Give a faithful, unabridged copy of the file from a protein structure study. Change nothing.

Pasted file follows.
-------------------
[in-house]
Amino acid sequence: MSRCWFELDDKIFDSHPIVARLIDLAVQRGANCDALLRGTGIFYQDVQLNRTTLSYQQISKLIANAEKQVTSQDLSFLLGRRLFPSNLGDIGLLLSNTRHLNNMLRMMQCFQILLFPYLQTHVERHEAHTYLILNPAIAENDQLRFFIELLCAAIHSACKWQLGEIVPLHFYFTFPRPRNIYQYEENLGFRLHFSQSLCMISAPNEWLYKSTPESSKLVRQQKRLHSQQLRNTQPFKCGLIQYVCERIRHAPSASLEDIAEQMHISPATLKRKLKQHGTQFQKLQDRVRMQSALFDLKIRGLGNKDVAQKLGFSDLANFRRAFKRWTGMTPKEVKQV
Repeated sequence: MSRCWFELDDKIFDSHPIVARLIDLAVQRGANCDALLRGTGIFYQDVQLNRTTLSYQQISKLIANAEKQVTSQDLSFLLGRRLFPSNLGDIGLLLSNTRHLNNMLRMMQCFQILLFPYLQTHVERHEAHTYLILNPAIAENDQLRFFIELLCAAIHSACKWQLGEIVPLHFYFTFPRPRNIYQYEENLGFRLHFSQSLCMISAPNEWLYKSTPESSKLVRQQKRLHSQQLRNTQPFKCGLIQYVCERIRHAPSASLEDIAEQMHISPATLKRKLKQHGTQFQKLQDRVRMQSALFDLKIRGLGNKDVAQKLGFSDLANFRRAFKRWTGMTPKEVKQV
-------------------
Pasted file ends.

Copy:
[in-house]
Amino acid sequence: MSRCWFELDDKIFDSHPIVARLIDLAVQRGANCDALLRGTGIFYQDVQLNRTTLSYQQISKLIANAEKQVTSQDLSFLLGRRLFPSNLGDIGLLLSNTRHLNNMLRMMQCFQILLFPYLQTHVERHEAHTYLILNPAIAENDQLRFFIELLCAAIHSACKWQLGEIVPLHFYFTFPRPRNIYQYEENLGFRLHFSQSLCMISAPNEWLYKSTPESSKLVRQQKRLHSQQLRNTQPFKCGLIQYVCERIRHAPSASLEDIAEQMHISPATLKRKLKQHGTQFQKLQDRVRMQSALFDLKIRGLGNKDVAQKLGFSDLANFRRAFKRWTGMTPKEVKQV
Repeated sequence: MSRCWFELDDKIFDSHPIVARLIDLAVQRGANCDALLRGTGIFYQDVQLNRTTLSYQQISKLIANAEKQVTSQDLSFLLGRRLFPSNLGDIGLLLSNTRHLNNMLRMMQCFQILLFPYLQTHVERHEAHTYLILNPAIAENDQLRFFIELLCAAIHSACKWQLGEIVPLHFYFTFPRPRNIYQYEENLGFRLHFSQSLCMISAPNEWLYKSTPESSKLVRQQKRLHSQQLRNTQPFKCGLIQYVCERIRHAPSASLEDIAEQMHISPATLKRKLKQHGTQFQKLQDRVRMQSALFDLKIRGLGNKDVAQKLGFSDLANFRRAFKRWTGMTPKEVKQV